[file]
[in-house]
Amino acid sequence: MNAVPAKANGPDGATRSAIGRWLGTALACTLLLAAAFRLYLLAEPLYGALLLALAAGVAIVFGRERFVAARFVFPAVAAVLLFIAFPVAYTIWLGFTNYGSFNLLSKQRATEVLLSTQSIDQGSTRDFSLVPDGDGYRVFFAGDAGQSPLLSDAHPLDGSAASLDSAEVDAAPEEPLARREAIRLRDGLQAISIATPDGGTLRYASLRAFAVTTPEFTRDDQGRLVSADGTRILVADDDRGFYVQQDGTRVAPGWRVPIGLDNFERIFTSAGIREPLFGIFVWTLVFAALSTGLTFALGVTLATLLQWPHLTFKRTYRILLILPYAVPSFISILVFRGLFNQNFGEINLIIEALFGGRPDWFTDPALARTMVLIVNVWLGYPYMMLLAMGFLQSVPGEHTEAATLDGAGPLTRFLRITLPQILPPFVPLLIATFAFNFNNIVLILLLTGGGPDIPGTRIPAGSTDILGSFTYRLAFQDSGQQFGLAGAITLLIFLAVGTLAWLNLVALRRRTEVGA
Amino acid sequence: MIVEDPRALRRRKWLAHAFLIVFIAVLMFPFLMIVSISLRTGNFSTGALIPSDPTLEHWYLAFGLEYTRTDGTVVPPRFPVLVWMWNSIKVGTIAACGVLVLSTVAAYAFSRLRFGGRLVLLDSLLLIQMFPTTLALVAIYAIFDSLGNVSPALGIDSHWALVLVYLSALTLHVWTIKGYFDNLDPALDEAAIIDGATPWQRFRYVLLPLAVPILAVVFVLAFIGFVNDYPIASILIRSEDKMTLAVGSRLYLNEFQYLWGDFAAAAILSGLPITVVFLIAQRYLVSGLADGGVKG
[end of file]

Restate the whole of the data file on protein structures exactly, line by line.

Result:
[in-house]
Amino acid sequence: MNAVPAKANGPDGATRSAIGRWLGTALACTLLLAAAFRLYLLAEPLYGALLLALAAGVAIVFGRERFVAARFVFPAVAAVLLFIAFPVAYTIWLGFTNYGSFNLLSKQRATEVLLSTQSIDQGSTRDFSLVPDGDGYRVFFAGDAGQSPLLSDAHPLDGSAASLDSAEVDAAPEEPLARREAIRLRDGLQAISIATPDGGTLRYASLRAFAVTTPEFTRDDQGRLVSADGTRILVADDDRGFYVQQDGTRVAPGWRVPIGLDNFERIFTSAGIREPLFGIFVWTLVFAALSTGLTFALGVTLATLLQWPHLTFKRTYRILLILPYAVPSFISILVFRGLFNQNFGEINLIIEALFGGRPDWFTDPALARTMVLIVNVWLGYPYMMLLAMGFLQSVPGEHTEAATLDGAGPLTRFLRITLPQILPPFVPLLIATFAFNFNNIVLILLLTGGGPDIPGTRIPAGSTDILGSFTYRLAFQDSGQQFGLAGAITLLIFLAVGTLAWLNLVALRRRTEVGA
Amino acid sequence: MIVEDPRALRRRKWLAHAFLIVFIAVLMFPFLMIVSISLRTGNFSTGALIPSDPTLEHWYLAFGLEYTRTDGTVVPPRFPVLVWMWNSIKVGTIAACGVLVLSTVAAYAFSRLRFGGRLVLLDSLLLIQMFPTTLALVAIYAIFDSLGNVSPALGIDSHWALVLVYLSALTLHVWTIKGYFDNLDPALDEAAIIDGATPWQRFRYVLLPLAVPILAVVFVLAFIGFVNDYPIASILIRSEDKMTLAVGSRLYLNEFQYLWGDFAAAAILSGLPITVVFLIAQRYLVSGLADGGVKG